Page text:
Audit Office questions value for money of quango cull
- 20 January 2012
- From the section UK Politics
The government is "not doing enough to secure value for money" as it goes about scrapping scores of quangos, the National Audit Office has said.
The NAO said departments had underestimated the cost of transferring functions from the axed public bodies to other parts of Whitehall.
The bill for the transition would be at least £830 million, it said.
The Cabinet Office said it had always accepted there would be "one-off costs" and put those at up to £900m.
Quangos - quasi-autonomous non-governmental organisations - are bodies funded by taxpayers, but not controlled directly by central government.
The government announced in October 2010 that 192 would scrapped from 2014 and many more merged.
Since then a number have been granted a reprieve, including the Parole Board and the Criminal Cases Review Commission, but others such as the Audit Commission and the British Film Council are still due to go.
Ministers say the changes will save £2.6bn by 2014/15, but the NAO warns that target could be in doubt due to the costs of transition.
The overhaul will see Whitehall departments take over the functions of 65 public bodies, while those of another three will be transferred to local government.
The NAO said the reorganisation was "on course", but departments "do not have a good enough grasp of the ongoing costs of functions being transferred to other parts of government, or of the one-off transitional costs of the changes".
It also questioned how far the quango cull would go towards achieving the government's aim of improving accountability.
Of the £64bn of taxpayers' money spent by the newly reorganised public bodies, £20.6bn will be subject to greater scrutiny by elected politicians, but the rest - more than £43bn - will still remain outside their direct control.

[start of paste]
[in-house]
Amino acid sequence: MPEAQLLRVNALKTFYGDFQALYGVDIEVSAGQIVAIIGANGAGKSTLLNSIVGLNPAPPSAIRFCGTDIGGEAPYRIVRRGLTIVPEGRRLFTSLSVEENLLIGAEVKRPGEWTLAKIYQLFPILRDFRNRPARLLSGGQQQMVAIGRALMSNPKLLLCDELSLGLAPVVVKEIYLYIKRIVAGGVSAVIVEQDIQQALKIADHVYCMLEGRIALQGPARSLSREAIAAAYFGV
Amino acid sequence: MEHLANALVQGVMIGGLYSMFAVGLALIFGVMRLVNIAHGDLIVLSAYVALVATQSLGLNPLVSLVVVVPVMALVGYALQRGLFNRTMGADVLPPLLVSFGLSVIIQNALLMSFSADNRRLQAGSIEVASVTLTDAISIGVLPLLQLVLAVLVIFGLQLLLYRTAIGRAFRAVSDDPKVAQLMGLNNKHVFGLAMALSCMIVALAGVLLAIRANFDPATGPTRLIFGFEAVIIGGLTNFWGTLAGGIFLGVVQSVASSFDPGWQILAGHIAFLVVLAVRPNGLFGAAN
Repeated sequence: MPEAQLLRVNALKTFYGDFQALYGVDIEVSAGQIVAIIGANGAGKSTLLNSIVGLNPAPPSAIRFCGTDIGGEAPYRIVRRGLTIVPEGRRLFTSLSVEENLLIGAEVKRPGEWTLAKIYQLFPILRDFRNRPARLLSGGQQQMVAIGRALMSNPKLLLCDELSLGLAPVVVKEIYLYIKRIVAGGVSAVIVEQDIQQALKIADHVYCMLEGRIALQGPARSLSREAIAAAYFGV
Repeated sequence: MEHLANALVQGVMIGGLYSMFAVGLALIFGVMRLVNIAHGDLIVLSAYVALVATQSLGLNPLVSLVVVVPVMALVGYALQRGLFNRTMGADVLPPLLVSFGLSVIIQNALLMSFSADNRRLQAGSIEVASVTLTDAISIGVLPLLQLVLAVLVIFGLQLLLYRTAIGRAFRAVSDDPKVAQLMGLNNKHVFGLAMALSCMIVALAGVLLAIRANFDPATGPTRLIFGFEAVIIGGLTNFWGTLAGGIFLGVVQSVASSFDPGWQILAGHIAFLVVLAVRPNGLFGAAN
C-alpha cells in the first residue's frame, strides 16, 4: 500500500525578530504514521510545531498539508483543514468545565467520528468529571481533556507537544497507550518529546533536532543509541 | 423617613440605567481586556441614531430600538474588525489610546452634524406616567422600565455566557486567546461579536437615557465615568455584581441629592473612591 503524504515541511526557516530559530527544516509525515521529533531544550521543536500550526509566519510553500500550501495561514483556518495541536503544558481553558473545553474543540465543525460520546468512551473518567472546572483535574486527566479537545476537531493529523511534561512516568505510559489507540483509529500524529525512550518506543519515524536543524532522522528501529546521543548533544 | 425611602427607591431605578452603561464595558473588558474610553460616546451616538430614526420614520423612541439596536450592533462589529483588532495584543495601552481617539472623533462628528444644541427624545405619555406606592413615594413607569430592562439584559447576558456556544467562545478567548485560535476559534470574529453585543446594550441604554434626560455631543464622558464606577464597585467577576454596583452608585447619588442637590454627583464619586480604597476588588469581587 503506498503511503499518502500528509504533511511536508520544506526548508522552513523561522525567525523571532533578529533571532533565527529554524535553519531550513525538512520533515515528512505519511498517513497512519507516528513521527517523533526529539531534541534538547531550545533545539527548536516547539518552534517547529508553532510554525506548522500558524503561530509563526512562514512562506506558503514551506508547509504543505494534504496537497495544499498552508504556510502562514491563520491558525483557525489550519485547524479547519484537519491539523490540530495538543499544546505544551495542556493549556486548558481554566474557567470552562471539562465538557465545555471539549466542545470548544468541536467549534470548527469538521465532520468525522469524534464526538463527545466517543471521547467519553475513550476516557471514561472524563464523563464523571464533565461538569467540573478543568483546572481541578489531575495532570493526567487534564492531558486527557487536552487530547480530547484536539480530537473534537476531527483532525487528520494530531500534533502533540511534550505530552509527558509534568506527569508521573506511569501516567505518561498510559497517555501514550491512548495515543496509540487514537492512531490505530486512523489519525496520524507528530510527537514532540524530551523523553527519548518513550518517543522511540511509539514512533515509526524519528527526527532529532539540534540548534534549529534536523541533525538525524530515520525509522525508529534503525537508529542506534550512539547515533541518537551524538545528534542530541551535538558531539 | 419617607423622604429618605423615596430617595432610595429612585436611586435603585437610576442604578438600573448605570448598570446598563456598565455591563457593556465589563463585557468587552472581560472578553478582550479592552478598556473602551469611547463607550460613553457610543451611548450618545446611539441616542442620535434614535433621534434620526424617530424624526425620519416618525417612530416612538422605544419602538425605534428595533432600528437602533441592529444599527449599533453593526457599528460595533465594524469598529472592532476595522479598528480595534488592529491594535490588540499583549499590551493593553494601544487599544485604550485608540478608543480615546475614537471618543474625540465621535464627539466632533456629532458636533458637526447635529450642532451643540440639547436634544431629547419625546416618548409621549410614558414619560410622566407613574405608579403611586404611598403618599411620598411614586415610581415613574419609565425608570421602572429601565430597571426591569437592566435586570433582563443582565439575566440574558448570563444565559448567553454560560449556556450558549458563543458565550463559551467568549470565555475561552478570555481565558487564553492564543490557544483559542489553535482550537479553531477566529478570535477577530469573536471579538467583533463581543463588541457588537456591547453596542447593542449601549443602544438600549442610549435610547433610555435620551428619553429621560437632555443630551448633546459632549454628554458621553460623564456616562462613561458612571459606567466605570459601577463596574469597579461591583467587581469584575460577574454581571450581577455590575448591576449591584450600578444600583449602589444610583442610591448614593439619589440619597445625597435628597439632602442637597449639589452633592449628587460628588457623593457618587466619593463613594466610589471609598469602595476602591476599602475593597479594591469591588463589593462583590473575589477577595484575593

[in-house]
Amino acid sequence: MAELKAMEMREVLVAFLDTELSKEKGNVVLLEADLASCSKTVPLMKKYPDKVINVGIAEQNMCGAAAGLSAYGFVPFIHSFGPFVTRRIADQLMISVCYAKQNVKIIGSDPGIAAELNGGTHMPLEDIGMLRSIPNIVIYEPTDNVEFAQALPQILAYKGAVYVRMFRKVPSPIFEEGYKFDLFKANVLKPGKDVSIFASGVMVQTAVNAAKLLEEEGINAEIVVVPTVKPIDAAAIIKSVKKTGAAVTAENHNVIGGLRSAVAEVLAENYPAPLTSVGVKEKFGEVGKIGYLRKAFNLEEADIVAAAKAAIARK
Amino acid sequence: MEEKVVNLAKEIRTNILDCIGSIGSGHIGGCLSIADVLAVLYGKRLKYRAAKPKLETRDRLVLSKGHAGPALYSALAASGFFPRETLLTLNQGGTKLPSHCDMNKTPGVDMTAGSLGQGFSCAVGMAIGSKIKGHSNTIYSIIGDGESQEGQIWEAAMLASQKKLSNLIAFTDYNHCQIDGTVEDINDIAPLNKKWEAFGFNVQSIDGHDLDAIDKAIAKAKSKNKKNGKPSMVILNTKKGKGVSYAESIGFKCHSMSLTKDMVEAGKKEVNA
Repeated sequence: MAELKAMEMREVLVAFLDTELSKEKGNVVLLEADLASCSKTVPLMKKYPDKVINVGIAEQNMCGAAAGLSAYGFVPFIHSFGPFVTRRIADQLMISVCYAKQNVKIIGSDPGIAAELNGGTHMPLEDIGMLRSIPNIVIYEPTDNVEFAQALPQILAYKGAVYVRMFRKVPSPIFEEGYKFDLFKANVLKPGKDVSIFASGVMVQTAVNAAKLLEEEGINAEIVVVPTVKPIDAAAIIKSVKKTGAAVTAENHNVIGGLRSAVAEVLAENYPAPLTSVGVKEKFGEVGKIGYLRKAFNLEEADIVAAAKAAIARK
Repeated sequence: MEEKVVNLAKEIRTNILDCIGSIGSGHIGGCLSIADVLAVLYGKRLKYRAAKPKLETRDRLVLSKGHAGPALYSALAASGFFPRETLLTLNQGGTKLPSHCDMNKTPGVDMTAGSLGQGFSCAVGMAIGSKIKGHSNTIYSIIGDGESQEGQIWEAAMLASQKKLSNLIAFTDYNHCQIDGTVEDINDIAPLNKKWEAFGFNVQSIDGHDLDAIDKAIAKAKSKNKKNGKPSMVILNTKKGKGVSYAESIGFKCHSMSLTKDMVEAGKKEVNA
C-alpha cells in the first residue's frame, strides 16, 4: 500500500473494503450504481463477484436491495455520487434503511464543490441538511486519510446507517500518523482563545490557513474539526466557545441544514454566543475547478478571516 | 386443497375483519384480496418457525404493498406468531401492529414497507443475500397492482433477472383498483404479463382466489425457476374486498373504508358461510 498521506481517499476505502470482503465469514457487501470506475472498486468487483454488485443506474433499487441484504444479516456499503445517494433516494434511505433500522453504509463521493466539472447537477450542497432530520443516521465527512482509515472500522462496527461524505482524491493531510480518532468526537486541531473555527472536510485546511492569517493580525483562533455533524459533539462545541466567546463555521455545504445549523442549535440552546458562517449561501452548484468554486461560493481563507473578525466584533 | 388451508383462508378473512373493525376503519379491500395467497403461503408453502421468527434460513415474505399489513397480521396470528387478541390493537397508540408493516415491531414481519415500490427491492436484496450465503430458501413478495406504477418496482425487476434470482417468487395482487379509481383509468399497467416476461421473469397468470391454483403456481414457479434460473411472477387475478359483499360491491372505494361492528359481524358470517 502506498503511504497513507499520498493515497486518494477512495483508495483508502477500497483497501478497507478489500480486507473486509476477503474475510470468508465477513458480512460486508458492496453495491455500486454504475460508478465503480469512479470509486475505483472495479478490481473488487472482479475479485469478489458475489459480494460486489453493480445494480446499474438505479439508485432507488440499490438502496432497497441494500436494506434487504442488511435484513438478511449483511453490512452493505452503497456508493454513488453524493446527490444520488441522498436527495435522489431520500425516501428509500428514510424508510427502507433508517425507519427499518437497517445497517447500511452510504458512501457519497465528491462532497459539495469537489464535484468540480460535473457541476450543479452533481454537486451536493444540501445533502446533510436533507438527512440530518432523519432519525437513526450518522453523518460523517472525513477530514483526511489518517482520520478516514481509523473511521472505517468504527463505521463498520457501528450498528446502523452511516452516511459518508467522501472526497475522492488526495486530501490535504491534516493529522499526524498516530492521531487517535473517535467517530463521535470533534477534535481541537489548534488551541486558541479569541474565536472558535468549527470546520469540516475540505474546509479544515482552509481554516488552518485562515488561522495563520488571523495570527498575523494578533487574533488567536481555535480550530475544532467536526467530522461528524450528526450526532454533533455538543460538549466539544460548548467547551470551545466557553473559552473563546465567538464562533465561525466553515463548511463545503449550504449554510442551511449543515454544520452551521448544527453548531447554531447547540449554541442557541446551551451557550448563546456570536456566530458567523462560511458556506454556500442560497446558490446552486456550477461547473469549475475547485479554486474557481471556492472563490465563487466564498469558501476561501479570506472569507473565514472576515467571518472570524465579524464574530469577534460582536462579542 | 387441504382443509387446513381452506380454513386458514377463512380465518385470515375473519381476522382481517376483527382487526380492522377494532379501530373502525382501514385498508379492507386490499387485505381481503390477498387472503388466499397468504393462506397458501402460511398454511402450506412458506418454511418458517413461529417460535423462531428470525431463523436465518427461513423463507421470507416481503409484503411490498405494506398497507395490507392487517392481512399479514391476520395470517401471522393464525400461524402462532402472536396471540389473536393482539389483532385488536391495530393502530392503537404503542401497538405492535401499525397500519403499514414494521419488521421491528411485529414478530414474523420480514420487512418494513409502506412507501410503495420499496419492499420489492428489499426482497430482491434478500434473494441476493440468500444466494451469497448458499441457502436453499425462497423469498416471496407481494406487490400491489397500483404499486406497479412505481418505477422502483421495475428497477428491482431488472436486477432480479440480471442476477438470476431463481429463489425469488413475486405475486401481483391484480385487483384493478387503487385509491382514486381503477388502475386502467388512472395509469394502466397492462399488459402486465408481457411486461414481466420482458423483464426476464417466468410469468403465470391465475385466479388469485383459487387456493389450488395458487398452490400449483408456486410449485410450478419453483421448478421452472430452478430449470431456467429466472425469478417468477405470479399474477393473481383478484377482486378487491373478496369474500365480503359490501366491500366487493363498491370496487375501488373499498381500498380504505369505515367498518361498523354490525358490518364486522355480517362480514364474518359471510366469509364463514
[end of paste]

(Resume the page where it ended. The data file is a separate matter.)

Amyas Morse, head of the NAO, said: "The Cabinet Office and departments will have successfully achieved the largest restructuring of public bodies for many decades, and provided clearer accountability to elected politicians for some spending, if they succeed in carrying through all the changes they plan.
"However, they are not doing enough to secure value for money.
"I would expect departments to have a better grasp of the costs of reorganising bodies and of carrying on functions that have been transferred."
The NAO said the total bill for the transition would be at least £830 million - almost double the £425 million first suggested by the government.
But the Cabinet Office said that figure was the "sub-total of departments' initial cost estimates provided to the NAO".
"We have never claimed that this is the complete picture, which is why our current estimate is in the range of £600 million to £900 million," a spokesman said.
"This factors in the range of potential costs where departments are not yet in a position to give robust figures."
He added: "It is not true to say that the government has underestimated the cost of reform and it should be noted that our own estimates overlap with those provided by the NAO."